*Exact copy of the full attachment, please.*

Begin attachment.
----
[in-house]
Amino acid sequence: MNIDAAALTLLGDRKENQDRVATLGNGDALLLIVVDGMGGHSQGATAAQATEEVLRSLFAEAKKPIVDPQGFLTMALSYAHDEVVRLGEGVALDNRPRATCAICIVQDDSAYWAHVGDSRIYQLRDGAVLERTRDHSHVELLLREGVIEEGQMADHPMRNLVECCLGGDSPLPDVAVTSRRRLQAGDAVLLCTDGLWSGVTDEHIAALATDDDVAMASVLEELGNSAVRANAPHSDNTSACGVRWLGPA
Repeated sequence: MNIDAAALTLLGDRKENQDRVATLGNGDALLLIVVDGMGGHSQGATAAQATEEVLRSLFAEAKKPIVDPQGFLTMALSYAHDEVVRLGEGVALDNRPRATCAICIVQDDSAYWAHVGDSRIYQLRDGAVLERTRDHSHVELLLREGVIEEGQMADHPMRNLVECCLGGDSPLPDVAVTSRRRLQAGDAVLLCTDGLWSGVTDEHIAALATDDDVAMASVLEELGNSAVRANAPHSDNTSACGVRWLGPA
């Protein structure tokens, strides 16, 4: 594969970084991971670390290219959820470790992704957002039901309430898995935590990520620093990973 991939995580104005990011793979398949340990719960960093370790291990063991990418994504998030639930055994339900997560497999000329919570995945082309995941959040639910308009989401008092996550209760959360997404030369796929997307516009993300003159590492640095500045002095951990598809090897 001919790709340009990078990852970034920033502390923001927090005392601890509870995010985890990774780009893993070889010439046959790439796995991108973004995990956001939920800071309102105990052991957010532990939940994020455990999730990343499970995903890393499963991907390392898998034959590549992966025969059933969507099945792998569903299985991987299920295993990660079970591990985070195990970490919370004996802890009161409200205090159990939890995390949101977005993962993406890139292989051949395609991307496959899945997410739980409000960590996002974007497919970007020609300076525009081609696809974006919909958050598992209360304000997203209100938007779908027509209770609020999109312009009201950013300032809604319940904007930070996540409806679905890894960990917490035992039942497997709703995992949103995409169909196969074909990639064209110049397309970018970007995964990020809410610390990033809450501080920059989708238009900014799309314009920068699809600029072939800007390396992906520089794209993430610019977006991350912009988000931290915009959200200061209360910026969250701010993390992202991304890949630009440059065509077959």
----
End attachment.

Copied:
[in-house]
Amino acid sequence: MNIDAAALTLLGDRKENQDRVATLGNGDALLLIVVDGMGGHSQGATAAQATEEVLRSLFAEAKKPIVDPQGFLTMALSYAHDEVVRLGEGVALDNRPRATCAICIVQDDSAYWAHVGDSRIYQLRDGAVLERTRDHSHVELLLREGVIEEGQMADHPMRNLVECCLGGDSPLPDVAVTSRRRLQAGDAVLLCTDGLWSGVTDEHIAALATDDDVAMASVLEELGNSAVRANAPHSDNTSACGVRWLGPA
Repeated sequence: MNIDAAALTLLGDRKENQDRVATLGNGDALLLIVVDGMGGHSQGATAAQATEEVLRSLFAEAKKPIVDPQGFLTMALSYAHDEVVRLGEGVALDNRPRATCAICIVQDDSAYWAHVGDSRIYQLRDGAVLERTRDHSHVELLLREGVIEEGQMADHPMRNLVECCLGGDSPLPDVAVTSRRRLQAGDAVLLCTDGLWSGVTDEHIAALATDDDVAMASVLEELGNSAVRANAPHSDNTSACGVRWLGPA
């Protein structure tokens, strides 16, 4: 594969970084991971670390290219959820470790992704957002039901309430898995935590990520620093990973 991939995580104005990011793979398949340990719960960093370790291990063991990418994504998030639930055994339900997560497999000329919570995945082309995941959040639910308009989401008092996550209760959360997404030369796929997307516009993300003159590492640095500045002095951990598809090897 001919790709340009990078990852970034920033502390923001927090005392601890509870995010985890990774780009893993070889010439046959790439796995991108973004995990956001939920800071309102105990052991957010532990939940994020455990999730990343499970995903890393499963991907390392898998034959590549992966025969059933969507099945792998569903299985991987299920295993990660079970591990985070195990970490919370004996802890009161409200205090159990939890995390949101977005993962993406890139292989051949395609991307496959899945997410739980409000960590996002974007497919970007020609300076525009081609696809974006919909958050598992209360304000997203209100938007779908027509209770609020999109312009009201950013300032809604319940904007930070996540409806679905890894960990917490035992039942497997709703995992949103995409169909196969074909990639064209110049397309970018970007995964990020809410610390990033809450501080920059989708238009900014799309314009920068699809600029072939800007390396992906520089794209993430610019977006991350912009988000931290915009959200200061209360910026969250701010993390992202991304890949630009440059065509077959």